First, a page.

Some squeeze into lonely, ignoble deaths, leaving loved ones grieving, inconsolable, screaming the loss, their dreams stolen in that icy moment. No-one
will never see the greatness of who their beloved may have become, if they’d lived another day.
Backs sag, knees bend, wet eyes watch the coffin drop, long years
of pinprick horror forgotten — stolen by a final tickle in the vein.
So long they grieved, but not like this,
never like this.
Old tears swim through fishes’ salty fins
to swill in the ocean of lesser loss,
while this monumental pain will always taste the same.
It makes no sense in heavy heads which rattle with the raddled question of where the connection may be, between
the child with smiling eyes, whose chubby fingers reached for the rising sun, the girl who laughed to see stars in the night-time sky; the boy who cried when the dog died,
and that cold pair of letters that nudge together: O.D.
O.D. Odd. Ode. Overdose. Too much of something, somewhere beneath the skin. The old hands now know that their first shot was an overdose. Too much of a drug that the body didn’t require, which twisted the mind into thinking the needle of death held the elixir of life.
Photos spill from pine tables in rose-garden homes, they pile upon worktops in slick city buildings. Suburban parents and council house tenants squint at pictures in search of their children, eyes stinging as they make believe there is a secret hidden behind their youthful skin that will bring them back to life again.
Weeping, they recall
the day he won the game,
the way she longed for fame.
They can’t escape the horrid thought that hammers in their brains:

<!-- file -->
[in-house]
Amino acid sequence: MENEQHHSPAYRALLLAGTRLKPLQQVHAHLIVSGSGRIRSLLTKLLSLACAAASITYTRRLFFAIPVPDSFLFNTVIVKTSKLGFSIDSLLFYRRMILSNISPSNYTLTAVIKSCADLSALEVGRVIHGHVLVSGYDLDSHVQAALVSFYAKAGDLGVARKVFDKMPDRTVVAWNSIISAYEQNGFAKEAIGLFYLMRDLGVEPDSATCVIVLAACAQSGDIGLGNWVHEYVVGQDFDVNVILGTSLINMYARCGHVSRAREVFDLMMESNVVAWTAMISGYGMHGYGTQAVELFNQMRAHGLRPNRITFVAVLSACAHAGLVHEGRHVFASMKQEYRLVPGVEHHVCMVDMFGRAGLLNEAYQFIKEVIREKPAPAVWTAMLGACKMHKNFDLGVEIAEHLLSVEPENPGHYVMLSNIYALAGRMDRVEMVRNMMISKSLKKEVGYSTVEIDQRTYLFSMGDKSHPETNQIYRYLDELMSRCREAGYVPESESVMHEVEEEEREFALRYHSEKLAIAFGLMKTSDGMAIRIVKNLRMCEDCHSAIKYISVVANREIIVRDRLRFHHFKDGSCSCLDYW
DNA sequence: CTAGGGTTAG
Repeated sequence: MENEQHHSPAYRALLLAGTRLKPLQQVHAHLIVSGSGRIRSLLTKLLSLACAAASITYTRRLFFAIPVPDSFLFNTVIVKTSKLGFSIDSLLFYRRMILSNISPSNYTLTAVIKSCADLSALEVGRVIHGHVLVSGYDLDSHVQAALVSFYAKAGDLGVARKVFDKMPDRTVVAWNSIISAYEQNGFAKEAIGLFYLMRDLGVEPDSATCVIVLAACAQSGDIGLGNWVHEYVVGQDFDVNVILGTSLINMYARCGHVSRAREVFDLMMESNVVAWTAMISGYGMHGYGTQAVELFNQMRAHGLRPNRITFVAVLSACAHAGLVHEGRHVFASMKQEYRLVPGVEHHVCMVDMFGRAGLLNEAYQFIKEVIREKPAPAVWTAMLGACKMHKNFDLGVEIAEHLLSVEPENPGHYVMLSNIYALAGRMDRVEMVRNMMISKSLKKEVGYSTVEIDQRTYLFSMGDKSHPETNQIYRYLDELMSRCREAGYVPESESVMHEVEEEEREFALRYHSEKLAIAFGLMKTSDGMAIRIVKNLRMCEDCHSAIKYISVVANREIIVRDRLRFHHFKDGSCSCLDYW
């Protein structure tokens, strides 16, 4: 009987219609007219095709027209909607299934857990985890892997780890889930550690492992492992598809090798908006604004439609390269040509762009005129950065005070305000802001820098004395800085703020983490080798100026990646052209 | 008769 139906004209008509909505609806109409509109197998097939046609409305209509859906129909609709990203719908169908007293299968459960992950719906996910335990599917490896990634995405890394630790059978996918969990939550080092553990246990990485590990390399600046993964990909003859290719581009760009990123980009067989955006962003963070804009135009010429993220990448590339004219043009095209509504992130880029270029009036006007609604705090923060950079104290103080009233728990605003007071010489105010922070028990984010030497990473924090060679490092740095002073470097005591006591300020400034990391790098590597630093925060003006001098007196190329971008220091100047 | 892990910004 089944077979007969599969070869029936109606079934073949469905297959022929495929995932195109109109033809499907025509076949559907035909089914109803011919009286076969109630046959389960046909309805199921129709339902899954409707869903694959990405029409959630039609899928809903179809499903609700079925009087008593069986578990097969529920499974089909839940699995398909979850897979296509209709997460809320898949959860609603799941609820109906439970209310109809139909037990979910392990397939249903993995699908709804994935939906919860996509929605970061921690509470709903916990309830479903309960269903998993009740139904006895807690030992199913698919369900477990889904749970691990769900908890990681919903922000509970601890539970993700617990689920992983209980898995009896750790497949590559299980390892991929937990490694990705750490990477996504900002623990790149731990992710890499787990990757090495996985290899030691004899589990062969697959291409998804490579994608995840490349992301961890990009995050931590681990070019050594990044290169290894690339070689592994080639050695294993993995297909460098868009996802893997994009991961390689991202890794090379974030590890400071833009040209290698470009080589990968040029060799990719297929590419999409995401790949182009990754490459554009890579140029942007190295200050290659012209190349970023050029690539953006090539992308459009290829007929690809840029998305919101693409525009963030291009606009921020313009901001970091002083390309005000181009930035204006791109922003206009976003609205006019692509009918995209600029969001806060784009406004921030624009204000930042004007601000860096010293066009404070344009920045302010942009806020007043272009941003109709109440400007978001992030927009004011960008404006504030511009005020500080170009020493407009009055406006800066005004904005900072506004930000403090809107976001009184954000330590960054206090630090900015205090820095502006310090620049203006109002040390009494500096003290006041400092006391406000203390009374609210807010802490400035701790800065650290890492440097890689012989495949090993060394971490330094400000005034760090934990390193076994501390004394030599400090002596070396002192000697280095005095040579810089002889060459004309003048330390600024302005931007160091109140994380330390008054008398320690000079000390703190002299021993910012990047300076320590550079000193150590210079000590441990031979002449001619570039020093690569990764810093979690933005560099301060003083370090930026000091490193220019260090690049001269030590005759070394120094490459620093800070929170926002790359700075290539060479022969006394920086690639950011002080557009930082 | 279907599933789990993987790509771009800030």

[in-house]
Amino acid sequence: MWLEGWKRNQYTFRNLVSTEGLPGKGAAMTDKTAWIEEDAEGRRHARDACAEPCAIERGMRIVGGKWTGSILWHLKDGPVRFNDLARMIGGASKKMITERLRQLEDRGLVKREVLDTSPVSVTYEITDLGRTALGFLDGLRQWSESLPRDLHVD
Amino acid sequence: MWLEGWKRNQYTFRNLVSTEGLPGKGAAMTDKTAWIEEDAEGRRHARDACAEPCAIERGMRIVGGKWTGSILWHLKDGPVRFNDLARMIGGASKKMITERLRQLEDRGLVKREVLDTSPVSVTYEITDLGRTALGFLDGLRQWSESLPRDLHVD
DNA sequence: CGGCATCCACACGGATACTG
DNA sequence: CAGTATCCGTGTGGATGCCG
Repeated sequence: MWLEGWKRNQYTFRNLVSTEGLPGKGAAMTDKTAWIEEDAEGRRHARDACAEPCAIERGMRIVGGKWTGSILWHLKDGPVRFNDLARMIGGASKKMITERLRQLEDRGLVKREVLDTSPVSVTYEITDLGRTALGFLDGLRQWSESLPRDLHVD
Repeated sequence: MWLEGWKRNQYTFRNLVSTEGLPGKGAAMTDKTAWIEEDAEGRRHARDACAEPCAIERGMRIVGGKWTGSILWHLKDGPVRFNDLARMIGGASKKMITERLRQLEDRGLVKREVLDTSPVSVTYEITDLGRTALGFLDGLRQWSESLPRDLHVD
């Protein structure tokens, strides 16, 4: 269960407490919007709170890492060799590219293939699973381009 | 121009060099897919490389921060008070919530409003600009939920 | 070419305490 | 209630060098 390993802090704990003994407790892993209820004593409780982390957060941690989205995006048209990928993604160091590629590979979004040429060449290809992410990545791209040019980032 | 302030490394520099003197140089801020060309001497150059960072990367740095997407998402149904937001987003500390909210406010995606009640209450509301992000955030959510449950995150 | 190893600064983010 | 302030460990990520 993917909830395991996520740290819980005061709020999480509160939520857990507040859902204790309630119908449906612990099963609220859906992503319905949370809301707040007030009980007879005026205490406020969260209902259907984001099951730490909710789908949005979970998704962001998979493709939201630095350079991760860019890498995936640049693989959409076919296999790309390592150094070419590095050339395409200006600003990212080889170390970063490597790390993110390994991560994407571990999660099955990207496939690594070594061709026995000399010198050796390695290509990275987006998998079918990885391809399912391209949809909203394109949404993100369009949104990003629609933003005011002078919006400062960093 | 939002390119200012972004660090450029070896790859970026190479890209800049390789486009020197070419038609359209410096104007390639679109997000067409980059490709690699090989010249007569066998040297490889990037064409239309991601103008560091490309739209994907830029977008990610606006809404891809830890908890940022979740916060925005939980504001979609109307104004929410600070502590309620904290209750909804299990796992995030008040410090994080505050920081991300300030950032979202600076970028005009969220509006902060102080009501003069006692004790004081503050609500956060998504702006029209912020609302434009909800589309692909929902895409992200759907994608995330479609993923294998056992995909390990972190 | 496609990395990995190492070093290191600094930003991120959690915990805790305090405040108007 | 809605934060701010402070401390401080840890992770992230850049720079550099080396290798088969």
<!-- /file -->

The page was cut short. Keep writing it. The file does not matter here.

“Was I to blame for the fall?”
Misplaced guilt and memories increase the weight of pain,
but still it tastes the same,
still it tastes the same.
“Another day and he may have gone straight,”
“another day and she may have been great,”
“They may have seen the light,”
they say, and they may be right,
but tomorrow came too late,
too often, it comes too late.
Some struggle with hope, and some recover to become great.
These are the lucky ones, for whom tomorrow was not too late,
but they have to be brave to break the chain
that binds the brain with links of lies;
their wills must be strong to beat the Devil at his evil game.
Those who win are grateful that the reaper waited
until it was too late to stake his claim.
Should you ever meet a recovered addict in the street,
know that it is an honour to be in his company.
In his weakest hour he has risen from his bed,
kicked away the painkilling killer
and writhing through sickness and agony of body and brain,
has beaten foul fiends the like of which you and I have never seen,
to come out cleaner than we may never be,
and to become much more than he may otherwise have been
even if he had always been clean.
The Daily Post #Elixir
©Jane Paterson Basil